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RE: "information resource"

From: <Patrick.Stickler@nokia.com>
Date: Thu, 9 Sep 2004 13:51:56 +0300
Message-ID: <1E4A0AC134884349A21955574A90A7A50ADCB5@trebe051.ntc.nokia.com>
To: <skw@hp.com>, <michael@neonym.net>
Cc: <www-tag@w3.org>



> -----Original Message-----
> From: ext Stuart Williams [mailto:skw@hp.com]
> Sent: 09 September, 2004 13:09
> To: Stickler Patrick (Nokia-TP-MSW/Tampere); michael@neonym.net
> Cc: www-tag@w3.org
> Subject: RE: "information resource"
> 
> 
> > The fact that both I and TimBL come to different conclusions 
> > based on the same document indicates that there is a problem 
> > with the definition of "information resource".
> 
> I think that the document takes no position on whether or not an HTTP
> URI such as the one you cite may or may not be used to denote/identify
> an actual dog.

Per the literal reading, no. My concern was about the potential
for reading additional meaning into AWWW based on the choice
of words for the term "information resource", beyond its actual
definition.

My proposal is, and has been, that either the distinction/term
is not needed, or that a different term (label) be associated
with that distinction/definition.

The use of the words "information resource" can be construed
as implicitly supporting TimBL's position rather than taking
a neutral stance pending resolution of httpRange-14.

My explicit proposal would be to replace the words "information resource"
with either "web resource" or "web accessible resource" which IMO
would coincide more precisely with the actual definition and not
potentially imply any position relating to httpRange-14.

> > And I would like to explore what I think is the source of 
> > this confusion and conflict.
> 
> <exploration culled_for_now/>
> 
>  > The TAG needs to make a decision on this issue.
>  >
>  > Either "resources" (a) can be anything that can be named, including
>  > abstract concepts, astrological bodies, persons, etc. and URIs
>  > can denote anything or (b) they must be constrained to things that
>  > correspond to "bodies of information" which can be expressed in a
>  > digital form accessible via the web, and URIs can denote only such
>  > bodies of information.
> 
> AWWW has taken a position on that. AWWW says:
> 
> "We do not limit the scope of what might be a resource. The term 
> "resource" is used in a general sense for whatever might be 
> identified 
> by a URI."
> 
> [1] http://www.w3.org/TR/webarch/#id-resources

I appreciate the literal wording of AWWW on this matter. I'm concerned
simply with implicit meaning or potential interpretations which
extend beyond the literal wording.

This particular post to which you are replying is as much a response
to TimBL's interpretation of the term "information resource" per AWWW
as to the potential for confusion about the meaning of this term.

> 
>  > The latest draft of AWWW still attempts to accomodate both
>  > views, leaving far too much to interpretation -- and
>  > perpetuating the present chaos by allowing those holding view (a)
>  > and those holding view (b) to both reference the same document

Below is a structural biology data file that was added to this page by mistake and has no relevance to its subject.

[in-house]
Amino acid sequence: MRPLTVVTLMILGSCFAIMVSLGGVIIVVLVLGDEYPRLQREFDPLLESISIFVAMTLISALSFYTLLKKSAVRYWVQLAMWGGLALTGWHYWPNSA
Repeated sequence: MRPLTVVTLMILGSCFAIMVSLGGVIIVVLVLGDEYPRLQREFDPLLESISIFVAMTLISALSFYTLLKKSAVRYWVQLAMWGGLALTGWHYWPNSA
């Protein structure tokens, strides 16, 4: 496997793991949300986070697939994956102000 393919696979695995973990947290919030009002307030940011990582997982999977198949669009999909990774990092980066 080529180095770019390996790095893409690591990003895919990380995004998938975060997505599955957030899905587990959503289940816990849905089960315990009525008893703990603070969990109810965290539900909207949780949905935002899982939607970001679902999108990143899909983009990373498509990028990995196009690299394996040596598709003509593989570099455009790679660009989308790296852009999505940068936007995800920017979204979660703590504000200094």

>  > as supposedly supporting their view/interpretation and use the same
>  > terms as defined by that document -- yet *still* in actuality
>  > disagree about critically fundamental aspects of web architecture.
> 
> AFAICT tell AWWWW clearly takes position (a) above. Can you show me 
> something in the document that advances position (b)?

The choice of the words "information resource" as the label for the
term used to differentiate web accessible resources from resources
in general.

>  > The interchanges in this very thread illustrate this continuing
>  > ambiguity in AWWW and the very real conflicts of interpretation.
>  >
>  > AWWW should resolve these conflicts of view/interpretation, not
>  > perpetuate them by distilling the wording until either 
> interpretation
>  > is possible.
>  >
>  > Continuing to accomodate the "resource = body of information" view,
>  > however implicitly hidden in clever wording, is simply going to
>  > perpetuate the confusion and prolong the pain...
> 
> Should I interpret that to mean a "body of information" in your view 
> cannot be a resource (...of any kind)?

No. Anything can be a resource. I am opposed to any constraints by
the web architecture on the nature of resources denoted by URIs and
for which representations are made web accessible.

My view, in a nutshell:

Anything can be a resource.
Any resource can be denoted by a URI.
Any resource can have web accessible representations.
A web resource is a resource with web accessible representations.
A representation is a resource.
A representation can be denoted by a distinct URI.
A representation is the atomic primitive of the web.
A representation corresponds to a binary data stream.
The representation of a representation is a bit-equal copy of itself.

The web architecture faciliates interaction with representations of resources.
The semantic web architecture facilitates interaction with descriptions of resources.
The intersection of the web and semantic web architectures are a shared set of URIs.

Patrick
Received on Thursday, 9 September 2004 10:52:16 GMT

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